"I know that he loved me like a daughter," Cameron said. "This is a man who for five years I got him up, dressed him, laughed with him, watched football with him."
The will bears two scrawled signatures. One appears to be Williams' full name, the other his last name.
The document is dated Sept. 21, 2000, but was notarized on Sept. 20, 2000.
Chavis said she spoke to Williams before he signed the will and was satisfied that it reflected his wishes. "He said, 'She takes good care of me,' " Chavis recalled.
Chavis did not consult Williams' relatives about the will. They learned about it when a Times reporter called, seeking comment.
"That's some fraud," said Idell Alexander of South Los Angeles, Williams' cousin. "Louis was very sick. There's no telling what they had him sign."
After Williams died in January 2002, Cameron filed the will in Probate Court, represented by Chavis' lawyer, C. Brian Smith. Cameron was appointed administrator of Williams' estate.
Chavis submitted a final accounting of Williams' assets and, with court approval, paid herself and her lawyer, Smith, $12,500 in fees.
Chavis was required to turn over the rest of Williams' estate to Cameron. After nearly two years, Chavis still had not made full payment.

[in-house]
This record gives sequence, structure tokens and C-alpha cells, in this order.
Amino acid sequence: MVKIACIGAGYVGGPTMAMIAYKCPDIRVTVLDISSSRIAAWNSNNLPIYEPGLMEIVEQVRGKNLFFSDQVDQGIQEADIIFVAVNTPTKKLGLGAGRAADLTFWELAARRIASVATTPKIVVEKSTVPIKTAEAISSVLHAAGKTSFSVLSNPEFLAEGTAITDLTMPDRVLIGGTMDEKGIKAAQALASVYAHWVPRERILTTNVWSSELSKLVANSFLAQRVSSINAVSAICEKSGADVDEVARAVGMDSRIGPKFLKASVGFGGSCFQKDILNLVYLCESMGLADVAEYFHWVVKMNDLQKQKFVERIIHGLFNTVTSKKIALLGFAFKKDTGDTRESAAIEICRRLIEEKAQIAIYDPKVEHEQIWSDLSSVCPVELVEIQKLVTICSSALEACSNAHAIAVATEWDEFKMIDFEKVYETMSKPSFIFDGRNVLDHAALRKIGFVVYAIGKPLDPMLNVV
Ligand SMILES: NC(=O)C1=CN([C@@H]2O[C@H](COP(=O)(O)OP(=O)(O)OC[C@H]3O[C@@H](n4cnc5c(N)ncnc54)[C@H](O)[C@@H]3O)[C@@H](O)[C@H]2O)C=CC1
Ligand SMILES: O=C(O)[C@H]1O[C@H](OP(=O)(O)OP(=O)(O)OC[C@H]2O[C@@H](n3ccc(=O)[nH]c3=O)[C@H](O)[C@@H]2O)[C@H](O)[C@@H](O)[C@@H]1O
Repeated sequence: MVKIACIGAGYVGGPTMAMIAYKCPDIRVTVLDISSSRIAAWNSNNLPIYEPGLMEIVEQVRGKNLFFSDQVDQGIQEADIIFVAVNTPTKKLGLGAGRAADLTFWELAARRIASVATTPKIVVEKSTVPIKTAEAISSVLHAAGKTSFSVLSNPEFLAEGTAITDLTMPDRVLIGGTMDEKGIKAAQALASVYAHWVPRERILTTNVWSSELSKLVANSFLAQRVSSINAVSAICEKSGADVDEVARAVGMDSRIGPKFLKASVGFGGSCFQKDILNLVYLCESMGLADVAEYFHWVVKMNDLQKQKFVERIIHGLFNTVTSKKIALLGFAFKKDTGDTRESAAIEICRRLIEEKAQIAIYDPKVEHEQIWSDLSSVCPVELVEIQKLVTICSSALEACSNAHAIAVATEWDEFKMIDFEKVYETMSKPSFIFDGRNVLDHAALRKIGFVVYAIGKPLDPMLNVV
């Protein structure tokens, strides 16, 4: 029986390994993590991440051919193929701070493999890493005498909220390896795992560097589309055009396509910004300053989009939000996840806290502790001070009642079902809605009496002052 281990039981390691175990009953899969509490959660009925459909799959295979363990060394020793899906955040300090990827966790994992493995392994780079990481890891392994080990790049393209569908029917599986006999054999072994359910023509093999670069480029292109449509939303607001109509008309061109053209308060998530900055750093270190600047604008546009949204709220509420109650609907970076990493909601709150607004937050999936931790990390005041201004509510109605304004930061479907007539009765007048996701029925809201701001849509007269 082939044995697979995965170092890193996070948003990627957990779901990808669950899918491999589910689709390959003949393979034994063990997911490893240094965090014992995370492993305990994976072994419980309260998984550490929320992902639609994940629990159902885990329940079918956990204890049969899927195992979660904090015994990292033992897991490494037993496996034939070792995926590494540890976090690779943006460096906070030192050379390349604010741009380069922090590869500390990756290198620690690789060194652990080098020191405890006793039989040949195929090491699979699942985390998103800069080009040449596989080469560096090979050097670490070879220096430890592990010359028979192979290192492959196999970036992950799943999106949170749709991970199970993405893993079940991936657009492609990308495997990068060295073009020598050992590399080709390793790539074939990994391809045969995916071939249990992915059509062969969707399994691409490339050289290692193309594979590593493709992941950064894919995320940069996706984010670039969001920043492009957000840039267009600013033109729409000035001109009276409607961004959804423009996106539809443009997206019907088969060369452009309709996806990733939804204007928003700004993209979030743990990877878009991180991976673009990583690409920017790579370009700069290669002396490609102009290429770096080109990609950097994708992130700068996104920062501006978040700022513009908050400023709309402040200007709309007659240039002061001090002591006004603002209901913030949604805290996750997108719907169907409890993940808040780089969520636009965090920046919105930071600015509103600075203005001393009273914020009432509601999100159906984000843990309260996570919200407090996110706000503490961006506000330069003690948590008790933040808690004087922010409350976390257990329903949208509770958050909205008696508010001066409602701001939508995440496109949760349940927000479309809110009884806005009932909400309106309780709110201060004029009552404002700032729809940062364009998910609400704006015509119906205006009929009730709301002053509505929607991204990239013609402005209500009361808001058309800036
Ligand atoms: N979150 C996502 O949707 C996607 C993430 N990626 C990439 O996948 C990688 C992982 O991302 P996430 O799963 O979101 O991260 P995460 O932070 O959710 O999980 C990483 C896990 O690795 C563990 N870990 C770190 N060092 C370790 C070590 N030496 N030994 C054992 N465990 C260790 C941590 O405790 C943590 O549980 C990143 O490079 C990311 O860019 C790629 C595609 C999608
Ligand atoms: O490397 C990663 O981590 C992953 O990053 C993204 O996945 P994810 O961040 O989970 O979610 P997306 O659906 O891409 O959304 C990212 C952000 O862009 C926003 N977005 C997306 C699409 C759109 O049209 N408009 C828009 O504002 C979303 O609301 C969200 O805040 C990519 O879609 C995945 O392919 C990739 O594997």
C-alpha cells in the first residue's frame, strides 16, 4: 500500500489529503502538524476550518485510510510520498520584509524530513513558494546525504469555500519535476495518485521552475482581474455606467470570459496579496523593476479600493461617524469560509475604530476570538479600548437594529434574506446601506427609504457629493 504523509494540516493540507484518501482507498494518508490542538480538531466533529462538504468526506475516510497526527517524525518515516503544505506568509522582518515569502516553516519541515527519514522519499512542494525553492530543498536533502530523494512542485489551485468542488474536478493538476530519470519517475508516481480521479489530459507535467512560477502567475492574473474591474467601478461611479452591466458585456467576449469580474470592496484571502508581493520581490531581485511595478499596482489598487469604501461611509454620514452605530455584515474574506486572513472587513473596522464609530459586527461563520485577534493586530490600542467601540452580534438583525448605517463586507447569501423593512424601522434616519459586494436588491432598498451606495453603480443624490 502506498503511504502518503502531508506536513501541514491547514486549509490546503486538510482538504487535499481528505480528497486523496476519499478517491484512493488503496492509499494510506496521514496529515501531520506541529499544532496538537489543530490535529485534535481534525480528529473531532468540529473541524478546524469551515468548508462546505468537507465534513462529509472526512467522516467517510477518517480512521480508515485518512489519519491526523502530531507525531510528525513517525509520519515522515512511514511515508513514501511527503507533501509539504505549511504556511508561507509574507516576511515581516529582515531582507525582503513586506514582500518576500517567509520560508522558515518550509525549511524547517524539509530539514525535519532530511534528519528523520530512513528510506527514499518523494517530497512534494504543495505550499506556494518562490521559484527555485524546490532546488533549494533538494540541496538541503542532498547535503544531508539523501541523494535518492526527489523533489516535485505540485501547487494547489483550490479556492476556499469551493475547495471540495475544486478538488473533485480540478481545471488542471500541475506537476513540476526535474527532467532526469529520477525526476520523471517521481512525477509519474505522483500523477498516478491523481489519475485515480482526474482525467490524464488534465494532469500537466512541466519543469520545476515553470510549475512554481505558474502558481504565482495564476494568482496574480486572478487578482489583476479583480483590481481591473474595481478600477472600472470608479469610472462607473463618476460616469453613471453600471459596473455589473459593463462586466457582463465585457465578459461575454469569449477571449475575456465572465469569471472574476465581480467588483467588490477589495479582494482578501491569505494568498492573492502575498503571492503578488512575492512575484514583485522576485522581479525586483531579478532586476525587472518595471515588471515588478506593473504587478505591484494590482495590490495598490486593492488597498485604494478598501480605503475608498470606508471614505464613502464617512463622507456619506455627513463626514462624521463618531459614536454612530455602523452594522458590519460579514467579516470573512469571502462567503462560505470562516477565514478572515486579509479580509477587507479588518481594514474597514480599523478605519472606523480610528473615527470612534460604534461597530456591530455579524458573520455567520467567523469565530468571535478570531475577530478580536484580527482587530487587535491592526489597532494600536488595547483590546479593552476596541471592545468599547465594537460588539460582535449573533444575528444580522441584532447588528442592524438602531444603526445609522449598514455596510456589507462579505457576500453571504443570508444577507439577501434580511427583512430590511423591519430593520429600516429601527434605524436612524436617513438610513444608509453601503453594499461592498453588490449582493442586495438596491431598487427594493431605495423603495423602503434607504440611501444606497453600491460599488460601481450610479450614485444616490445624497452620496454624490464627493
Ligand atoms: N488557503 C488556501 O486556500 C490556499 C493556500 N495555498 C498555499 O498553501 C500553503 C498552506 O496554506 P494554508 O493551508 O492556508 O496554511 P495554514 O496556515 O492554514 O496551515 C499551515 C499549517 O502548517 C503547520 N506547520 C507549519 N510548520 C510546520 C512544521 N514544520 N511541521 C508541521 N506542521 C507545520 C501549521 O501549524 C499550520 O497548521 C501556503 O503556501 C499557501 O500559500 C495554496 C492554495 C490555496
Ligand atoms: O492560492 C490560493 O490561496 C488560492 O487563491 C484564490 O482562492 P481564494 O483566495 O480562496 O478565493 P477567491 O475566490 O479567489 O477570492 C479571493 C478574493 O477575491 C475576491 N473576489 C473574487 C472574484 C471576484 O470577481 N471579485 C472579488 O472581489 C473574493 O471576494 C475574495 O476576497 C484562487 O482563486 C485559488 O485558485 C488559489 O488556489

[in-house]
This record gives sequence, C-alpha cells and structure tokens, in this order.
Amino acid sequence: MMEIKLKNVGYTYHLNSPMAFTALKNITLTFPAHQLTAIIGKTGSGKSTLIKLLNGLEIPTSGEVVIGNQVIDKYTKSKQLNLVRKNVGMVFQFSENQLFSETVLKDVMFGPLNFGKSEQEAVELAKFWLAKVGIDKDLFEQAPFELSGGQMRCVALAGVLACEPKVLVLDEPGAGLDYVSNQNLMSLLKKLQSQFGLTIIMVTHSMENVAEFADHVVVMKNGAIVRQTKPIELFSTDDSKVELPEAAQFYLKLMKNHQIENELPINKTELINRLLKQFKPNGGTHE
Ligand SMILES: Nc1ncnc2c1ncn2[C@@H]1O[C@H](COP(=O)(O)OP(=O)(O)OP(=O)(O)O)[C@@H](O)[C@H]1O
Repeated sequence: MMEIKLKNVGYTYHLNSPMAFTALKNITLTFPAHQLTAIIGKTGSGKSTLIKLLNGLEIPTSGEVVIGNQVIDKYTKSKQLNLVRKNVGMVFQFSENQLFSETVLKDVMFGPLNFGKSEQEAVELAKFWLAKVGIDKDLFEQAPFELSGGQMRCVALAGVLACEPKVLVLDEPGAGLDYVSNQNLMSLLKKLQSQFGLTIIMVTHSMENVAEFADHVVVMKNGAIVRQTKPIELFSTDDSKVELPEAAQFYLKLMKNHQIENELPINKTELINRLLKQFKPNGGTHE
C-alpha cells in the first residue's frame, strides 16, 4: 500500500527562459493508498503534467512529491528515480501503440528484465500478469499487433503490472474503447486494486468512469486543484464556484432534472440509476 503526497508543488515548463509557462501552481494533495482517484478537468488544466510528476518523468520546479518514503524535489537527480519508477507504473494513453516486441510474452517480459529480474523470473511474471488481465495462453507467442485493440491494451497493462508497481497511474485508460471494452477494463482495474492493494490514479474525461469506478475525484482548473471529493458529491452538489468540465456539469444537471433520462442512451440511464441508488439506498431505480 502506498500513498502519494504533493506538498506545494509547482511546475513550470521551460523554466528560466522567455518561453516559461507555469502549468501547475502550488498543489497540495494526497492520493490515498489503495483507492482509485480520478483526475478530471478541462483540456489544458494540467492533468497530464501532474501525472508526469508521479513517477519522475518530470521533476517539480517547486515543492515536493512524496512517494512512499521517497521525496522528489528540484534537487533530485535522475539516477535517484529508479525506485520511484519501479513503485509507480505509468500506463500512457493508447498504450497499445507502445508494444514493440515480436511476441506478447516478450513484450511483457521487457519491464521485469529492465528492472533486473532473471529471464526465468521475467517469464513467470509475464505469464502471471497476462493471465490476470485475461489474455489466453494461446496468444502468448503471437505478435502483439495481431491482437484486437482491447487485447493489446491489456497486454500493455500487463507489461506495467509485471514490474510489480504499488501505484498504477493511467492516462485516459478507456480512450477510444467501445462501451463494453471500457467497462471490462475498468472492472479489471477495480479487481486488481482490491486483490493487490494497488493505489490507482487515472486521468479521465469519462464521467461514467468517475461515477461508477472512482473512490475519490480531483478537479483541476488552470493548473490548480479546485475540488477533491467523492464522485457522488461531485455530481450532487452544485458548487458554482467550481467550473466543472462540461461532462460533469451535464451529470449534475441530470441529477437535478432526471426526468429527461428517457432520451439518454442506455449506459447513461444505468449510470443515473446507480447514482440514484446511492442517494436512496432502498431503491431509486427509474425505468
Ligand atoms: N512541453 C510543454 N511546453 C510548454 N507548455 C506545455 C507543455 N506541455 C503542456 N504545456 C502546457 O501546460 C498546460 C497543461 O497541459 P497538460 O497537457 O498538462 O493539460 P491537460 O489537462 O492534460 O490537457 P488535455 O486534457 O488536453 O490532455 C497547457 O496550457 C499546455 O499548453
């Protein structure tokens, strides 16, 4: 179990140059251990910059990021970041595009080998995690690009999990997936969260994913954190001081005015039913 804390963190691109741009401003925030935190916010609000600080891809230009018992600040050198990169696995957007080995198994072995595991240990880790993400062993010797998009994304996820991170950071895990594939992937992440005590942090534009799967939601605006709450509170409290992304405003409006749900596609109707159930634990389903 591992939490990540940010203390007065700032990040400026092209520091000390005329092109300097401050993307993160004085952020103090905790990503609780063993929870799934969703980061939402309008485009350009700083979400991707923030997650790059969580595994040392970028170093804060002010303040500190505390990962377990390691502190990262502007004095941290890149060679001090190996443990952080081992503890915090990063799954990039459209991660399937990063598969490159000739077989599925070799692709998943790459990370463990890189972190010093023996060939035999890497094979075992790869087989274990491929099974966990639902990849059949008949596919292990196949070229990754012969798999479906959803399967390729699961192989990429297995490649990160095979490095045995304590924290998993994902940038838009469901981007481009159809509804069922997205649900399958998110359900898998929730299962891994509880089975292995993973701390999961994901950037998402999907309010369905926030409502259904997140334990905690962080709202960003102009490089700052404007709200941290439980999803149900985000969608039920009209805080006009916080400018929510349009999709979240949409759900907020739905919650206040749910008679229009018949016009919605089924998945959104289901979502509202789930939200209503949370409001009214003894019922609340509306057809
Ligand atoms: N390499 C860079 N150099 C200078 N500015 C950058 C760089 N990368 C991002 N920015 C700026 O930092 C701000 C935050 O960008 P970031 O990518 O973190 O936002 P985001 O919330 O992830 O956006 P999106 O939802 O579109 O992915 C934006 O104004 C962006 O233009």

In the end, she kept more than $15,000, a court-appointed lawyer found.
Cameron decided not to pursue that money and asked the court to award her what was left of the estate: $61,593.
Superior Court Judge Aviva Bobb, newly arrived in Probate Court, approved the distribution in February, rejecting complaints from Alexander and the VA that the will looked phony.
Last month, after The Times submitted questions to her about the case, Bobb stayed her ruling and said she would hold a hearing to determine whether Cameron should be allowed to inherit the money.
'A Real Good Front'
Chavis might still be accepting new clients if not for a burly Vietnam veteran and his well-connected lawyer.
Patrick Murphy was 18 when his Marine unit came under fire in Quang Nam province in 1968. A grenade explosion shredded his legs. Today, he gets around on crutches and a motorized scooter. The shrapnel in his body sets off airport metal detectors.
Murphy was at the VA hospital in Loma Linda, suffering from post-traumatic stress disorder, when Chavis became his conservator in July 1999.
"She put on a real good front," Murphy, now 55, said in an interview. "She can look you in the face and you can think this woman is really out to do the best for you."